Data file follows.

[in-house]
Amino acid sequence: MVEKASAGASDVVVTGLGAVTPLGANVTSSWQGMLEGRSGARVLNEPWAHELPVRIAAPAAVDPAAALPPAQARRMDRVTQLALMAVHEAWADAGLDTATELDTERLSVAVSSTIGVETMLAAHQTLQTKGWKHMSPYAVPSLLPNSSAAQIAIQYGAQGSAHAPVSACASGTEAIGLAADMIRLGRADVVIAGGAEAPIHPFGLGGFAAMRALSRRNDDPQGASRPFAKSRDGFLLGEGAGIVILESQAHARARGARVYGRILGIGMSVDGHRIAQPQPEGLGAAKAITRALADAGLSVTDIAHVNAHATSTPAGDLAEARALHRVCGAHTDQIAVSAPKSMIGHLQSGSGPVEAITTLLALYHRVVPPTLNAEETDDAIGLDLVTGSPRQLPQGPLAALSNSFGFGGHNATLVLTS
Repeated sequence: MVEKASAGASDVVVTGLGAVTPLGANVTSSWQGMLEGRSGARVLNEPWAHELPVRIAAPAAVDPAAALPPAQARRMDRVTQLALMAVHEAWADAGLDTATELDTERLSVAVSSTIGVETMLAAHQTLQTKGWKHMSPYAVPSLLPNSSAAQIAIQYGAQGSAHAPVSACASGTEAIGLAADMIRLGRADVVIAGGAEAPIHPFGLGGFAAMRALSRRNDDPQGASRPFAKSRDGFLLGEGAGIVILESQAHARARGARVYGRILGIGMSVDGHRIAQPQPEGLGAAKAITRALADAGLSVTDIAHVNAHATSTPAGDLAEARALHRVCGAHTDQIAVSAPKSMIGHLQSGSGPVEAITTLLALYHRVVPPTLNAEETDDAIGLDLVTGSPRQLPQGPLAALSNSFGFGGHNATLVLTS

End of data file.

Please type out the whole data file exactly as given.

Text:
[in-house]
Amino acid sequence: MVEKASAGASDVVVTGLGAVTPLGANVTSSWQGMLEGRSGARVLNEPWAHELPVRIAAPAAVDPAAALPPAQARRMDRVTQLALMAVHEAWADAGLDTATELDTERLSVAVSSTIGVETMLAAHQTLQTKGWKHMSPYAVPSLLPNSSAAQIAIQYGAQGSAHAPVSACASGTEAIGLAADMIRLGRADVVIAGGAEAPIHPFGLGGFAAMRALSRRNDDPQGASRPFAKSRDGFLLGEGAGIVILESQAHARARGARVYGRILGIGMSVDGHRIAQPQPEGLGAAKAITRALADAGLSVTDIAHVNAHATSTPAGDLAEARALHRVCGAHTDQIAVSAPKSMIGHLQSGSGPVEAITTLLALYHRVVPPTLNAEETDDAIGLDLVTGSPRQLPQGPLAALSNSFGFGGHNATLVLTS
Repeated sequence: MVEKASAGASDVVVTGLGAVTPLGANVTSSWQGMLEGRSGARVLNEPWAHELPVRIAAPAAVDPAAALPPAQARRMDRVTQLALMAVHEAWADAGLDTATELDTERLSVAVSSTIGVETMLAAHQTLQTKGWKHMSPYAVPSLLPNSSAAQIAIQYGAQGSAHAPVSACASGTEAIGLAADMIRLGRADVVIAGGAEAPIHPFGLGGFAAMRALSRRNDDPQGASRPFAKSRDGFLLGEGAGIVILESQAHARARGARVYGRILGIGMSVDGHRIAQPQPEGLGAAKAITRALADAGLSVTDIAHVNAHATSTPAGDLAEARALHRVCGAHTDQIAVSAPKSMIGHLQSGSGPVEAITTLLALYHRVVPPTLNAEETDDAIGLDLVTGSPRQLPQGPLAALSNSFGFGGHNATLVLTS